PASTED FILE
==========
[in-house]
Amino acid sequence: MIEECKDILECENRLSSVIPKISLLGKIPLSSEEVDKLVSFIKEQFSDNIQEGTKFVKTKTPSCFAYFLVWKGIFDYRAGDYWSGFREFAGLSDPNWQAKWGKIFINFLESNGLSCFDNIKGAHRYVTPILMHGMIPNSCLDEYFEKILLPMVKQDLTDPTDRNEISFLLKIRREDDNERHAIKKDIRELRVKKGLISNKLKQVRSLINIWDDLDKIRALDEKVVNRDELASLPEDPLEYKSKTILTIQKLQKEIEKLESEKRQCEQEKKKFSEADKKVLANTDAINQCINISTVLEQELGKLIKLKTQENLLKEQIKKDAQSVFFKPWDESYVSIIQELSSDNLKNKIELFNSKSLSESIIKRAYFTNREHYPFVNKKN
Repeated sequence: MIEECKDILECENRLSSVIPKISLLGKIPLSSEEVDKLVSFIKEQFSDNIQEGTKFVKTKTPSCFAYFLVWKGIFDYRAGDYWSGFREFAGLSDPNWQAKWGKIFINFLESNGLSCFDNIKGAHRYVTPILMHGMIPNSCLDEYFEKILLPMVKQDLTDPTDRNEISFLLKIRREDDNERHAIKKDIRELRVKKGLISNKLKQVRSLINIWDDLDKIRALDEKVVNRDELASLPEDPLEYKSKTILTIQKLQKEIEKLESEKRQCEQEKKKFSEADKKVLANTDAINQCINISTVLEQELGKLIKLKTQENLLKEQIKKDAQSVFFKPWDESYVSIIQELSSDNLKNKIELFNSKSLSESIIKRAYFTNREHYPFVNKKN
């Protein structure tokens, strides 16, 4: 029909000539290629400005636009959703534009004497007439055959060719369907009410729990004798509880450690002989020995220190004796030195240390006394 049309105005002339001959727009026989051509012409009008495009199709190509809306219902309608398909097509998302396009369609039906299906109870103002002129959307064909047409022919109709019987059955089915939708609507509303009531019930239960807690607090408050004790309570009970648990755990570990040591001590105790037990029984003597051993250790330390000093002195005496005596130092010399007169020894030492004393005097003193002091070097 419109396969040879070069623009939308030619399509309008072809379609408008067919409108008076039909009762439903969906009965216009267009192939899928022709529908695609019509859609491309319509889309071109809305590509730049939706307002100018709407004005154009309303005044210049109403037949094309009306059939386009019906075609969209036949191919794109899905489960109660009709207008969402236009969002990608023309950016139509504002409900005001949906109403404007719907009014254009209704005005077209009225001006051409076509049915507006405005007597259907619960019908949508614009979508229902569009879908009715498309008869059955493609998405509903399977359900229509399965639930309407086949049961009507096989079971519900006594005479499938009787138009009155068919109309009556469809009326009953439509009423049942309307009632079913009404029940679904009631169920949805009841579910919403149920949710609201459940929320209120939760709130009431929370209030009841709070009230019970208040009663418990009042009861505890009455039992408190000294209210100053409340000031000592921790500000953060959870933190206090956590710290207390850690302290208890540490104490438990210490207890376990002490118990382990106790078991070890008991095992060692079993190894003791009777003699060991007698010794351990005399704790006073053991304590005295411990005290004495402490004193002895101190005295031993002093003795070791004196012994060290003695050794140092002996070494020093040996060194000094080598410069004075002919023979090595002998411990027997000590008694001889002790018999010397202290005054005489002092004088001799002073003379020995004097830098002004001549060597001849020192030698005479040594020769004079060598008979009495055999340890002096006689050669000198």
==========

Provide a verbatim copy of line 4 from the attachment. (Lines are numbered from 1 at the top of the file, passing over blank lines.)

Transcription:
């Protein structure tokens, strides 16, 4: 029909000539290629400005636009959703534009004497007439055959060719369907009410729990004798509880450690002989020995220190004796030195240390006394 049309105005002339001959727009026989051509012409009008495009199709190509809306219902309608398909097509998302396009369609039906299906109870103002002129959307064909047409022919109709019987059955089915939708609507509303009531019930239960807690607090408050004790309570009970648990755990570990040591001590105790037990029984003597051993250790330390000093002195005496005596130092010399007169020894030492004393005097003193002091070097 419109396969040879070069623009939308030619399509309008072809379609408008067919409108008076039909009762439903969906009965216009267009192939899928022709529908695609019509859609491309319509889309071109809305590509730049939706307002100018709407004005154009309303005044210049109403037949094309009306059939386009019906075609969209036949191919794109899905489960109660009709207008969402236009969002990608023309950016139509504002409900005001949906109403404007719907009014254009209704005005077209009225001006051409076509049915507006405005007597259907619960019908949508614009979508229902569009879908009715498309008869059955493609998405509903399977359900229509399965639930309407086949049961009507096989079971519900006594005479499938009787138009009155068919109309009556469809009326009953439509009423049942309307009632079913009404029940679904009631169920949805009841579910919403149920949710609201459940929320209120939760709130009431929370209030009841709070009230019970208040009663418990009042009861505890009455039992408190000294209210100053409340000031000592921790500000953060959870933190206090956590710290207390850690302290208890540490104490438990210490207890376990002490118990382990106790078991070890008991095992060692079993190894003791009777003699060991007698010794351990005399704790006073053991304590005295411990005290004495402490004193002895101190005295031993002093003795070791004196012994060290003695050794140092002996070494020093040996060194000094080598410069004075002919023979090595002998411990027997000590008694001889002790018999010397202290005054005489002092004088001799002073003379020995004097830098002004001549060597001849020192030698005479040594020769004079060598008979009495055999340890002096006689050669000198």